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Undernews is the online report of the Progressive Review, edited by Sam Smith, who covered Washington during all or part of ten of America's presidencies and who has edited alternative journals since 1964. The Review, which has been on the web since 1995, is now published from Freeport, Maine. We get over 5 million article visits a year. See for full contents of our site

January 28, 2010


Daniel Kovalk, Counterpunch - This past summer, President Obama announced that he had signed an agreement with Colombia to grant the U.S. military access to 7 military bases in Colombia. As the UK's Guardian newspaper announced at the time, "the proposed 10-year lease will give the US access to at least seven Colombian bases - three air force, two naval and two army - stretching from the Pacific to the Caribbean." And, these bases would accommodate up to 800 military and 600 civilian contractors of the United States. As the Guardian explained, this announcement caused outrage in neighboring Latin American nations and "damaged Barack Obama's attempt to mend relations with the region."

This announcement also angered human and labor rights advocates in both the U.S. and Colombia as the U.S. was now solidifying a cozier military alliance with by far the worst labor and human rights abuser in the Western Hemisphere. . .

While the U.S. has claimed for years that it is fighting a drug war in Colombia, though having to sheepishly admit year after year that its ostensible efforts have not yielded any decrease whatsoever in the amount of coca grown in Colombia or cocaine exported to the U.S., the real reason for the war has always been the control of Colombia's rich oil resources.

Indeed, at a Congressional hearing in 2000, entitled "Drugs and Social Policy in Colombia" – a hearing to debate the relative merits of Clinton's new Plan Colombia, pursuant to which the U.S. has sent billions of dollars of military assistance to Colombia – one of the key witnesses invited to testify in support of this policy was none other than Lawrence Meriage, the Vice-President of Occidental Petroleum. Not surprisingly, Mr. Meriage had nothing to say about drugs or social policy in Colombia, but a lot to say about the need for military assistance to protect his oil pipelines.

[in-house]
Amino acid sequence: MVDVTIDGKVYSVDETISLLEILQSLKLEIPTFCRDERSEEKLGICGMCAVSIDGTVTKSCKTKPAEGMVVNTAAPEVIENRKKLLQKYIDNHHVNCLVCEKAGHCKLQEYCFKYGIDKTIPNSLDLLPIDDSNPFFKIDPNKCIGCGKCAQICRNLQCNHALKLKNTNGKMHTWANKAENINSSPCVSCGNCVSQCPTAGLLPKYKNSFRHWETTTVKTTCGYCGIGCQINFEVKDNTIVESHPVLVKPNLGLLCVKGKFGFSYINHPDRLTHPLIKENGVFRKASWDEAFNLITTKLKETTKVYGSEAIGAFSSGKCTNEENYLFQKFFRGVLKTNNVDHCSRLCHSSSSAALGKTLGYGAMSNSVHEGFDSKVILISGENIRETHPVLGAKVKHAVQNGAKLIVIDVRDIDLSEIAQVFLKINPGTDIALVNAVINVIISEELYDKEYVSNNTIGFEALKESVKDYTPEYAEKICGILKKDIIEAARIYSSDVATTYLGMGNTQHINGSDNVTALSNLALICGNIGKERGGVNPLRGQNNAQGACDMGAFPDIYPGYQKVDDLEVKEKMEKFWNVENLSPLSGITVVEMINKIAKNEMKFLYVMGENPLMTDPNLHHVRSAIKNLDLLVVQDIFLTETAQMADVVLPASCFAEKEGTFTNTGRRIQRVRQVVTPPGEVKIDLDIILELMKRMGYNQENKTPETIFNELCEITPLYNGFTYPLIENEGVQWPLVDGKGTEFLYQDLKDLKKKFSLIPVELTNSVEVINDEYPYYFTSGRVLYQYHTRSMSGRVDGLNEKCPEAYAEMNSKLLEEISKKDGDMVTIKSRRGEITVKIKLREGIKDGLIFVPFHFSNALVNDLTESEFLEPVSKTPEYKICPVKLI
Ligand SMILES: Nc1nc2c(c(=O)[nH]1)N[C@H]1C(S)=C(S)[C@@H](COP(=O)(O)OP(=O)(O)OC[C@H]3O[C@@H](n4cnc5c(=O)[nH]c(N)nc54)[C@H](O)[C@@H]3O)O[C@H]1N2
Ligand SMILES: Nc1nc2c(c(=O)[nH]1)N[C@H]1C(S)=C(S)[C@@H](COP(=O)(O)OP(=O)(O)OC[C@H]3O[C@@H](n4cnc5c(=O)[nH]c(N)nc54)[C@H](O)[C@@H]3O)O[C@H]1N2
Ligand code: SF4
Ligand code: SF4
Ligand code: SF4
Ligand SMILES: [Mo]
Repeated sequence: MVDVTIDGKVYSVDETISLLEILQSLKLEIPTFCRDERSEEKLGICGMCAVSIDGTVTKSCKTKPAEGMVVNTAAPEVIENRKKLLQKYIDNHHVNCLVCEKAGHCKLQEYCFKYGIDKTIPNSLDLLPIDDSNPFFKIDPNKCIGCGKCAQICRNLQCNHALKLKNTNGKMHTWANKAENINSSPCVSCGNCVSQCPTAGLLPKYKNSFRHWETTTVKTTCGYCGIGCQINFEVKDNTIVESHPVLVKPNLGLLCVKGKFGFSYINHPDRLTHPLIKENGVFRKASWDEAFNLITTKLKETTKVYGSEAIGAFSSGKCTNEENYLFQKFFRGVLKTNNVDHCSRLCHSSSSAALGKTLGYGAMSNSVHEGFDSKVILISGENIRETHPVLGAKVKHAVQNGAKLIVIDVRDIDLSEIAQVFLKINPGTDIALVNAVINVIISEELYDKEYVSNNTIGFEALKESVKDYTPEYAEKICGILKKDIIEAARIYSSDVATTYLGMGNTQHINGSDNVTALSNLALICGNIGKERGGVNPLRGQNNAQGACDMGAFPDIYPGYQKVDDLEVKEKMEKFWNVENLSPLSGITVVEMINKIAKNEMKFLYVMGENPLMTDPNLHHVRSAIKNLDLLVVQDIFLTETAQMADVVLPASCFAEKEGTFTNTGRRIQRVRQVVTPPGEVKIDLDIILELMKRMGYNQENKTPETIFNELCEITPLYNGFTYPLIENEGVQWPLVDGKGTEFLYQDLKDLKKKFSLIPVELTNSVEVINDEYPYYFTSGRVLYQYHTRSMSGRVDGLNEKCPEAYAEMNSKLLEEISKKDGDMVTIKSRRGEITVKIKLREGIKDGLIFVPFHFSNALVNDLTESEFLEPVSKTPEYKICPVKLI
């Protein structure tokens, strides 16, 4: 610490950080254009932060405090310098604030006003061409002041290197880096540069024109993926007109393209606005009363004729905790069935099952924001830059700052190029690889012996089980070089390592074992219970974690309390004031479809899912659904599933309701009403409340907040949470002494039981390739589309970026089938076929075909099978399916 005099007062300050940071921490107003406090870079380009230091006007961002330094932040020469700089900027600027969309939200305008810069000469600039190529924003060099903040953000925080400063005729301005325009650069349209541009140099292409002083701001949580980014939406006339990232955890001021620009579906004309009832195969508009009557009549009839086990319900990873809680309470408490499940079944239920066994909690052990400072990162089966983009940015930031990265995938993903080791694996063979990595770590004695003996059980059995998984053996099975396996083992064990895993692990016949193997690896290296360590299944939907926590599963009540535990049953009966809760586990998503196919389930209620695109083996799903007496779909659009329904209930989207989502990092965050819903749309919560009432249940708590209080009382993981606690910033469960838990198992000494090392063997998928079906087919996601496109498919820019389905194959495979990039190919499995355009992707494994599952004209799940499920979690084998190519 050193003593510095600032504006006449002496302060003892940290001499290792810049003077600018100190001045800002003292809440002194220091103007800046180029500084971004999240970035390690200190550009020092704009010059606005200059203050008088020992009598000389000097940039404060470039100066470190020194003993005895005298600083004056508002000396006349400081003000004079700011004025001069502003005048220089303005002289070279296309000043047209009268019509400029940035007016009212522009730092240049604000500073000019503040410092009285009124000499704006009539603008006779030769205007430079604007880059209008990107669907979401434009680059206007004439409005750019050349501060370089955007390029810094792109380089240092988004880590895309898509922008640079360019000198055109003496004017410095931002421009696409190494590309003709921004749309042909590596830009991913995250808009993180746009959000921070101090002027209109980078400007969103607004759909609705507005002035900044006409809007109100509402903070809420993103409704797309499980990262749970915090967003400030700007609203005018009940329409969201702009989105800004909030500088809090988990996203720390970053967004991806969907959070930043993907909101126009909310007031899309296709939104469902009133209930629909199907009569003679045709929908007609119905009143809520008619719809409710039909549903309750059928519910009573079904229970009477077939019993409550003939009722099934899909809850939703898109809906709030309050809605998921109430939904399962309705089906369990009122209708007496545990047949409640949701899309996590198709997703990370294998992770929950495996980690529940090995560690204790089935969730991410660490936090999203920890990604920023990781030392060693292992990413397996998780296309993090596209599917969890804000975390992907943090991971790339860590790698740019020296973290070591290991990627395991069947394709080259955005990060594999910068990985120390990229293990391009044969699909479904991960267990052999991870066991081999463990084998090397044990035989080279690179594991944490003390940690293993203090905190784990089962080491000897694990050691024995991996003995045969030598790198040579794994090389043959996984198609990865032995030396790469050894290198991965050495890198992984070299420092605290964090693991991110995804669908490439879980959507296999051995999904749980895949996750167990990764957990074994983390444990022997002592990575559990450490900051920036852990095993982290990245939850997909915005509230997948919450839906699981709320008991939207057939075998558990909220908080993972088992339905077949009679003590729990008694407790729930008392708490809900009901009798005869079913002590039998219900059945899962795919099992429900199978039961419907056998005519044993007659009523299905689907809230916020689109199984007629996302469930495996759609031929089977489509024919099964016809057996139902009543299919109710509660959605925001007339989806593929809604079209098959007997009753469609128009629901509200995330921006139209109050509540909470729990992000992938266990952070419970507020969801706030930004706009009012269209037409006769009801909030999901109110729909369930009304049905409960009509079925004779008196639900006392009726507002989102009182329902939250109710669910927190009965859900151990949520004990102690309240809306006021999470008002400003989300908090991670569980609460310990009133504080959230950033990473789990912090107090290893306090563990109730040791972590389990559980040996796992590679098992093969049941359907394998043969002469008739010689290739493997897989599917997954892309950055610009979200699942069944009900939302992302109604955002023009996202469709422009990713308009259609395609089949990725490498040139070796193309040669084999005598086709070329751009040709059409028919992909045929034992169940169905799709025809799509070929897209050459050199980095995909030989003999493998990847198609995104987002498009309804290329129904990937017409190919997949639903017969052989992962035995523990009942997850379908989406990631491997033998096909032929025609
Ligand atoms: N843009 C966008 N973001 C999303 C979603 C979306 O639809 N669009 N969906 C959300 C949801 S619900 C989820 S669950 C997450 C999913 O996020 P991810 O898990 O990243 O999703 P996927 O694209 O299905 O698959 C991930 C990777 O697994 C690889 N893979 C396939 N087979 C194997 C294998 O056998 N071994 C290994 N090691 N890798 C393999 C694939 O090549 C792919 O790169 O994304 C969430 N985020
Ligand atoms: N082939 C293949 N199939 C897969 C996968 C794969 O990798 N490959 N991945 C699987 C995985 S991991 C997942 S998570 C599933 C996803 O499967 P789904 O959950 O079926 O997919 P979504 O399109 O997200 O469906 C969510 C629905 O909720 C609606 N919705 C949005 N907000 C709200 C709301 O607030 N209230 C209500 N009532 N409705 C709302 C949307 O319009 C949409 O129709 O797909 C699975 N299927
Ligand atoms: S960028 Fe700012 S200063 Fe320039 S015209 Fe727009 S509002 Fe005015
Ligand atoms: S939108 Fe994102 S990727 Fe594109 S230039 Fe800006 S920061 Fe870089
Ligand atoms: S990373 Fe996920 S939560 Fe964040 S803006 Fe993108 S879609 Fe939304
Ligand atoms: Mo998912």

Now, according to a January 19, 2010 Bloomberg article, "The Export-Import Bank of the United States [a U.S. government agency] announced Jan. 19 its approval of a $1 billion preliminary commitment to help finance the sale of goods and services from various U.S. exporters to Ecopetrol S.A., Colombia's national oil company." It should be noted that Ecopetrol is a business partner with L.A.-based Occidental Petroleum.

Citing an industry expert, the Bloomberg article goes on to explain that "Ecopetrol is being aggressive in exploration and production," and that, with the help of the financing from the Export-Import Bank, "Ecopetrol will almost double to 1 million barrels daily by 2015 as the company drills more wells in Colombia and neighboring South American nations."